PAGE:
Quote Originally Posted by Jenna View Post
    Maybe he shouldn't be an LEO, since LEOs can be disqualified for even the most minor instances of lawbreaking, but prison and deportation seems really harsh. He was probably discovered only because he made enemies as an LEO--if he had worked at a non-LEO job and kept a low profile, he could have lived out his life in peace.
    If he'd gone into real estate he likely never would have been caught. Taking an oath based on a lie was a really poor decision, no doubt about that. He gambled on the false identity holding up; he lost. He bet mightily on that false identity holding up when he chose to be a Law Enforcement Officer; he lost bigger.

    Shame he wasn't born in this country. It seems he couldn't resist the calling.

  5. #5
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    Maybe he shouldn't be an LEO, since LEOs can be disqualified for even the most minor instances of lawbreaking, but prison and deportation seems really harsh. He was probably discovered only because he made enemies as an LEO--if he had worked at a non-LEO job and kept a low profile, he could have lived out his life in peace.
    Yeah... we all understand why society should burn a cop, but to expect ordinary non-citizens to obey the law, apply for citizenship, legal residence status, and not steal dead people's identity is outrageous, eh? Good point, Jenna.

    "The American Republic will endure until the day Congress discovers that it can bribe the public with the public's money."
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    Quote Originally Posted by countybear View Post
    Yeah... we all understand why society should burn a cop, but to expect ordinary non-citizens to obey the law, apply for citizenship, legal residence status, and not steal dead people's identity is outrageous, eh? Good point, Jenna.
    On the contrary; I don't think "society should burn a cop" any more than it burns non-cops, which is why I think this poor guy should not have faced such a harsh punishment that non-cops in similar circumstances would most likely not face. It seems like he is facing extra punishment just because he was so devoted to the country he calls home that he became a cop.

    As BEB pointed out, it's a lot to ask a 16-year-old to resist family pressure and choose possibly permanent exile from the country he grew up in to obey a law that many believe is unjust to begin with. It wasn't like he could have easily gotten US citizenship if he had applied for it and was just too lazy to do so; Mexicans living as undocumented immigrants in the US and trying to get US citizenship face an extremely difficult and uncertain process that may well result in permanent exile from the US.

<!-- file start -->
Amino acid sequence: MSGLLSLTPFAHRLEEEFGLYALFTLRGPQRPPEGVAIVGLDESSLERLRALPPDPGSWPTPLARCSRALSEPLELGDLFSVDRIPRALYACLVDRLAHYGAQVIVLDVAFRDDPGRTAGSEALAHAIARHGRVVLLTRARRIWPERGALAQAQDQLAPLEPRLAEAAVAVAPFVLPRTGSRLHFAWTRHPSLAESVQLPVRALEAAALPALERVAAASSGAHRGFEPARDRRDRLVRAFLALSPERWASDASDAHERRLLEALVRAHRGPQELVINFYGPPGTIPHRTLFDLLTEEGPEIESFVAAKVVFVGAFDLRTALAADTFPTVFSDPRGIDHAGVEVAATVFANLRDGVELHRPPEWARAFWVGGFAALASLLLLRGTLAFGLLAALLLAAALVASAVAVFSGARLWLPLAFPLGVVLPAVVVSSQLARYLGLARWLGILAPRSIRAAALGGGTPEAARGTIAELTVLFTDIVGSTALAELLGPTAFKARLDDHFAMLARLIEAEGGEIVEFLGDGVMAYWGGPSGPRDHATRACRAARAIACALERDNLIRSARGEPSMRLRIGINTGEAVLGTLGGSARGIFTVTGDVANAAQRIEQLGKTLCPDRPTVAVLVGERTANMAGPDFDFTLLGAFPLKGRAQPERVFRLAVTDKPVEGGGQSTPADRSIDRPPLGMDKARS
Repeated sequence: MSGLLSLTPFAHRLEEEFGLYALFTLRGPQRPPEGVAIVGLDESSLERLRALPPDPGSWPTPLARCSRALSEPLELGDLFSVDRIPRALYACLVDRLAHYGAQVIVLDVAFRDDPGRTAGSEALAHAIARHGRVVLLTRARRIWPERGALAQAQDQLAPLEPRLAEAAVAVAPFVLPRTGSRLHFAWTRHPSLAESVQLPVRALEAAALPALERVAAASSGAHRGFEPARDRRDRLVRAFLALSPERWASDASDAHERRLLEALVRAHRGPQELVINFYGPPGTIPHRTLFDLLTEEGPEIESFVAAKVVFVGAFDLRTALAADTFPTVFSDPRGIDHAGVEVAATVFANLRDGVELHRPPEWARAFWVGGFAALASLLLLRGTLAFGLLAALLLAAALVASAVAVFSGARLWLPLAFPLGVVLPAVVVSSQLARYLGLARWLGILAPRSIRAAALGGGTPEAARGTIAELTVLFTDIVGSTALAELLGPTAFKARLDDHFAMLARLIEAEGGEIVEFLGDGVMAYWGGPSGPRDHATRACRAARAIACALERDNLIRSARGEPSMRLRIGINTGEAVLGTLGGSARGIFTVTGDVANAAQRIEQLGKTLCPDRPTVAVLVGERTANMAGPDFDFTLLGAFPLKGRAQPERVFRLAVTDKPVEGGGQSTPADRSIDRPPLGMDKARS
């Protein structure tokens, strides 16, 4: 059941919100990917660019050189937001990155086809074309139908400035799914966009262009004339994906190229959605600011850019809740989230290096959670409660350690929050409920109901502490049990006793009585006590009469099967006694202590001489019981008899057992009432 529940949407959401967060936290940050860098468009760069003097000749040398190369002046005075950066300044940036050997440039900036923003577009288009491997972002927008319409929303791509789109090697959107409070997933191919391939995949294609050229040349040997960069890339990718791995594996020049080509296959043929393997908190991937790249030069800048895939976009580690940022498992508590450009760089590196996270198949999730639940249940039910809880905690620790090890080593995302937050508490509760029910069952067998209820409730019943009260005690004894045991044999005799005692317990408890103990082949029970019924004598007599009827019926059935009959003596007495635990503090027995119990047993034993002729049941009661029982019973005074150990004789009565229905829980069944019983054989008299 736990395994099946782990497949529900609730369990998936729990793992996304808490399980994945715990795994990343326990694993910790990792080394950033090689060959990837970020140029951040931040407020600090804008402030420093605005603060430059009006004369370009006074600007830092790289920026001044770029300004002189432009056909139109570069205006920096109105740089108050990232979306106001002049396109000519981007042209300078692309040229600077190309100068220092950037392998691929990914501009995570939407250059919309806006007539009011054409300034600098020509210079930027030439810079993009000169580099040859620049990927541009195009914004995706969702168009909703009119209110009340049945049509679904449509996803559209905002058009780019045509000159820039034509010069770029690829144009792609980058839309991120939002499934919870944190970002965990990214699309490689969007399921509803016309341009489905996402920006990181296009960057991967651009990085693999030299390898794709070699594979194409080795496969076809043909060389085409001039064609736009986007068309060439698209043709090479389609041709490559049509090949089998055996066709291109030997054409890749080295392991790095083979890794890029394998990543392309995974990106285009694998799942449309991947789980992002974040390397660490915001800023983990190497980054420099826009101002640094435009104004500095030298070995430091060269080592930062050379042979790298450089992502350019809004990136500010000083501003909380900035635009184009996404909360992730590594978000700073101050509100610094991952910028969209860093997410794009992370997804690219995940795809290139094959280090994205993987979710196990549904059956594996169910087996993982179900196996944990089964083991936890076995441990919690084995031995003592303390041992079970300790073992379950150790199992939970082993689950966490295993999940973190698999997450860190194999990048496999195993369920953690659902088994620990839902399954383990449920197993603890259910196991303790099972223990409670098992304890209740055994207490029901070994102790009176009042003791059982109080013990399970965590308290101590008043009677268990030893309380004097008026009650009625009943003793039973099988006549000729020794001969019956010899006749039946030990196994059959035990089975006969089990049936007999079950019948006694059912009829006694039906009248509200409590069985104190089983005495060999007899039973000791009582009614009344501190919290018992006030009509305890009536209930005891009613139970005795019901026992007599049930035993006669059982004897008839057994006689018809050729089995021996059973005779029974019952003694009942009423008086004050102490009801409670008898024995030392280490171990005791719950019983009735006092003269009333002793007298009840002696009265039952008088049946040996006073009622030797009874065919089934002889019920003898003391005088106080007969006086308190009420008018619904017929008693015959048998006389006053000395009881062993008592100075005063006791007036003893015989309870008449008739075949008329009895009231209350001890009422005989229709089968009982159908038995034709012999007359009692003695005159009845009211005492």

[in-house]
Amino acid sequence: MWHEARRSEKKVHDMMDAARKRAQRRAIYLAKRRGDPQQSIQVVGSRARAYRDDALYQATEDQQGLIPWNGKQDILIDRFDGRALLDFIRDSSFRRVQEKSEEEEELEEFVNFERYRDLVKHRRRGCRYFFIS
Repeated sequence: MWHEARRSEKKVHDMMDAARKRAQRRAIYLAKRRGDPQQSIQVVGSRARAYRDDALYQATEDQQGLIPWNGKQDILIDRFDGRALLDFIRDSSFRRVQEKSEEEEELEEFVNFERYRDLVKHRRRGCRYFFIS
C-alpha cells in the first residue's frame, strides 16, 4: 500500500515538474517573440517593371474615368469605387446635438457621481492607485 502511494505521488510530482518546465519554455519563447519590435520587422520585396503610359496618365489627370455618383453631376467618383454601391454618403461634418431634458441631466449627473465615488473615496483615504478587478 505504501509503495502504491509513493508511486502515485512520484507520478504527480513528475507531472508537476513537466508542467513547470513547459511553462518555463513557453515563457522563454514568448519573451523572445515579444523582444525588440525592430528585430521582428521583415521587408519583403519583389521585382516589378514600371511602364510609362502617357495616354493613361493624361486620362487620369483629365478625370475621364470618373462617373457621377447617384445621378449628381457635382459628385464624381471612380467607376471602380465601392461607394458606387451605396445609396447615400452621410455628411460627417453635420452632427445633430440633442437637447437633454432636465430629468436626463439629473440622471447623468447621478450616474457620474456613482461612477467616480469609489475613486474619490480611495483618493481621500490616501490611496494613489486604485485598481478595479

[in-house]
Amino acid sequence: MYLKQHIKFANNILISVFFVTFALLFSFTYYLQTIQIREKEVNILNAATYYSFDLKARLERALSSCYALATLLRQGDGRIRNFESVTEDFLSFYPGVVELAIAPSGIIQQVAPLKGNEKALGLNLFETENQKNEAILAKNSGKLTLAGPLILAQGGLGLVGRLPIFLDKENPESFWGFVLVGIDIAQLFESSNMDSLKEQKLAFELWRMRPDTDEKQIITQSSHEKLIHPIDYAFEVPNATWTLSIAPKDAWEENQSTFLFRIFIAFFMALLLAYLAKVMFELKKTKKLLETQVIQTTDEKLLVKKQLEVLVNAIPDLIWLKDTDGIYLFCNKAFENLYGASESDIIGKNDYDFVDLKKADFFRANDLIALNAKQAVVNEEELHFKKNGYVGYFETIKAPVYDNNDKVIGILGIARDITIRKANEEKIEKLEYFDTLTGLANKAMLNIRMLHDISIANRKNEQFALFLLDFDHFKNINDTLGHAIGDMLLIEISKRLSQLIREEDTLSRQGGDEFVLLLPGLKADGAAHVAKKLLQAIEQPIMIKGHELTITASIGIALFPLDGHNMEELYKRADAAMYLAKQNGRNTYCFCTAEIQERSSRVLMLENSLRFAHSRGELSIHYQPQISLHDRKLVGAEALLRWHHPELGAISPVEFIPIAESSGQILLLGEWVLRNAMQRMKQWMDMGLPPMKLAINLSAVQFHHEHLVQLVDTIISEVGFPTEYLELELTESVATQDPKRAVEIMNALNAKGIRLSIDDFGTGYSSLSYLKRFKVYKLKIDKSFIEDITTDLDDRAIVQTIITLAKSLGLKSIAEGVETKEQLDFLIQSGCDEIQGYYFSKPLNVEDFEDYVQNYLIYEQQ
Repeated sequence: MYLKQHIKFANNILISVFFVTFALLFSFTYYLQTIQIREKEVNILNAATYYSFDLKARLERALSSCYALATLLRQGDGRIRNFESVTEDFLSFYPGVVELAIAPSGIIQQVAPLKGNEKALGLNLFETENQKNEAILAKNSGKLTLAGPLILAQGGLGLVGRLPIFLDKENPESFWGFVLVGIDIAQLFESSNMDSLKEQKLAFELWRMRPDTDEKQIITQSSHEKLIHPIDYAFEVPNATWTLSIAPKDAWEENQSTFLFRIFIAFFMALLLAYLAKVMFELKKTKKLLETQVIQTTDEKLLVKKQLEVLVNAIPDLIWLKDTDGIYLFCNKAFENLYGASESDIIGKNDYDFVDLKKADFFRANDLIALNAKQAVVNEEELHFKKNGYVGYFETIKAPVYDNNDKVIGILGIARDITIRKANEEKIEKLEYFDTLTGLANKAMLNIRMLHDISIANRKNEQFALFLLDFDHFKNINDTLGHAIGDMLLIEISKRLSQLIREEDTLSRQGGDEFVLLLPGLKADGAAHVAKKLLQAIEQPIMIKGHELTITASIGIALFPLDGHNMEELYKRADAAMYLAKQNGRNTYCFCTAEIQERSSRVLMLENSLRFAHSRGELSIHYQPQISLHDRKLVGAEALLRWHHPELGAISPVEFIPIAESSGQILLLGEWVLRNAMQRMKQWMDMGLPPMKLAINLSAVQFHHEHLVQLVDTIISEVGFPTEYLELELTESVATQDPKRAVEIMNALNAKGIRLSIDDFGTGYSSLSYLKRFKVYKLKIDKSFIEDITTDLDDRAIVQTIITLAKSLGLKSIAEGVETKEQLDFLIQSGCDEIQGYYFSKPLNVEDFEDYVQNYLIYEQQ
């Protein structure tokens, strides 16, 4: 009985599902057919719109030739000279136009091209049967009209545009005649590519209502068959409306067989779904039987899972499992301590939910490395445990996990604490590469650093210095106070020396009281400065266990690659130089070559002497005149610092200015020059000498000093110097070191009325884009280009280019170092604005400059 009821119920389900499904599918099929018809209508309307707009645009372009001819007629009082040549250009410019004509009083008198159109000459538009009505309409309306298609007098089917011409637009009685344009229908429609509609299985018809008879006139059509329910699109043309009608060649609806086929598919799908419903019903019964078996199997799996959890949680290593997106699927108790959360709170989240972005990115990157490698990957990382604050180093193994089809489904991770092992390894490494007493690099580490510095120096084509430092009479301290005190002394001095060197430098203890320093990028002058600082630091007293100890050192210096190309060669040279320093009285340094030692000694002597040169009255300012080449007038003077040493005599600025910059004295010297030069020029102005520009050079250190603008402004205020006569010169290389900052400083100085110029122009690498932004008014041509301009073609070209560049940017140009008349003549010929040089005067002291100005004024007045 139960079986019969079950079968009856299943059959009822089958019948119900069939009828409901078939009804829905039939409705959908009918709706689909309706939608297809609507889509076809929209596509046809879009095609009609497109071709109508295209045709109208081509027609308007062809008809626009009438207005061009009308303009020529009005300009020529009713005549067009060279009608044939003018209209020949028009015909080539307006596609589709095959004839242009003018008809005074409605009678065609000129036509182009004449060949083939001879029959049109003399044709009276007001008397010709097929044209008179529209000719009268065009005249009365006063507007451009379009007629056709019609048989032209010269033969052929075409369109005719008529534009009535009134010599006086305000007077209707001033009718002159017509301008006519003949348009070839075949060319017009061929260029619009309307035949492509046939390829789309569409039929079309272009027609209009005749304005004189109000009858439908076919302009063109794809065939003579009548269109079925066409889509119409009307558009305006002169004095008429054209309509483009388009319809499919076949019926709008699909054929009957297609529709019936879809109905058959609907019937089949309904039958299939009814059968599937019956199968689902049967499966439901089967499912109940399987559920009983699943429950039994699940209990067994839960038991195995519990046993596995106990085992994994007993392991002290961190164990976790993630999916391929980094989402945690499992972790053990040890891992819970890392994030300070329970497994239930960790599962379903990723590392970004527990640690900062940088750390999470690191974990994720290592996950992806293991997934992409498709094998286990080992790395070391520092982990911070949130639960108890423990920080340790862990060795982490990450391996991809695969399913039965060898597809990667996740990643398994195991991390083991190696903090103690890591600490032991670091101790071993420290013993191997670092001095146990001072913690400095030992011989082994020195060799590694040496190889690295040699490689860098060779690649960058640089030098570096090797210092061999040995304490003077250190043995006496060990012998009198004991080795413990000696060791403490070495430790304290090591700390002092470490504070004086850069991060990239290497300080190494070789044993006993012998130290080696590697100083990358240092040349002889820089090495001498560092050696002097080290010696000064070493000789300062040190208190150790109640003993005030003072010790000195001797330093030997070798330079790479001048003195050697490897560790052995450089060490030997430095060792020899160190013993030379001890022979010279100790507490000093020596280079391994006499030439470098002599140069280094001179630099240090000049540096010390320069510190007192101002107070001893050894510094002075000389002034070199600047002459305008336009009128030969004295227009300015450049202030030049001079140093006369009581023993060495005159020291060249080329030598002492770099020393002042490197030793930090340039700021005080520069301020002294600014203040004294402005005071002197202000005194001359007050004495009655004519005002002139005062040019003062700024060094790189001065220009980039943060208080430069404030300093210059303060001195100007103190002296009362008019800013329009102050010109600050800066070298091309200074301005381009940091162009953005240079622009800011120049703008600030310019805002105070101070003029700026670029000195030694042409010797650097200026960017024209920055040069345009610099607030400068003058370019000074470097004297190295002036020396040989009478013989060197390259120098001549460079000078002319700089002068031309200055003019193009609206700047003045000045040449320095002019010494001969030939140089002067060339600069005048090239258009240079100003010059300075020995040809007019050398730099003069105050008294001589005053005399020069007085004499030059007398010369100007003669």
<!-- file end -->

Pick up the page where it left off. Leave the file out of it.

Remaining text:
And it is likely that he is illiterate in Spanish, since he didn't attend school in Mexico. The only way he might be literate in Spanish is if he studied it for a few years in high school and college, but even then his reading and writing skills are not as good as those of Mexicans who studied Spanish all their lives.

    He didn't steal his cousin's identity--it was freely given to him by his uncle after his cousin died, like an inheritance--his cousin probably would have wanted him to have it anyway.

  7. #7
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    Quote Originally Posted by BEB View Post



    Taking an oath based on a lie was a really poor decision, no doubt about that. He gambled on the false identity holding up; he lost. He bet mightily on that false identity holding up when he chose to be a Law Enforcement Officer; he lost bigger.

    Shame he wasn't born in this country. It seems he couldn't resist the calling.
    +1
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  8. #8
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    Quote Originally Posted by Jenna View Post
    He didn't steal his cousin's identity--it was freely given to him by his uncle after his cousin died, like an inheritance--his cousin probably would have wanted him to have it anyway.


    You can't "give" someone another person's identity.

    That's the problem this guy is wrapped up in.
    No one has greater love than this, to lay down ones life for ones friends - John 15:13

    "The Wicked Flee When No Man Pursueth: But The Righteous Are Bold As A Lion".

    We lucky few, we band of brothers. For he who today sheds his blood with me shall be my brother.

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  9. #9
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    It seems like he is facing extra punishment just because he was so devoted to the country he calls home that he became a cop.
    Funny, I would call obeying its laws more devotion to a country, than attempting to exploit the system...

    It wasn't like he could have easily gotten US citizenship if he had applied for it and was just too lazy to do so; Mexicans living as undocumented immigrants in the US and trying to get US citizenship face an extremely difficult and uncertain process that may well result in permanent exile from the US.
    Given the circumstances, I seriously doubt that ICE (INS back then) would have herded him onto a bus and shipped him. Hell, I can't get them to ship criminal ILLEGAL IMMIGRANTS that I catch now, with any frequency... and who said that a requirement for doing the right thing was that it had to be the easy thing to do? Pelosi perhaps?

    He didn't steal his cousin's identity--it was freely given to him by his uncle after his cousin died, like an inheritance--his cousin probably would have wanted him to have it anyway.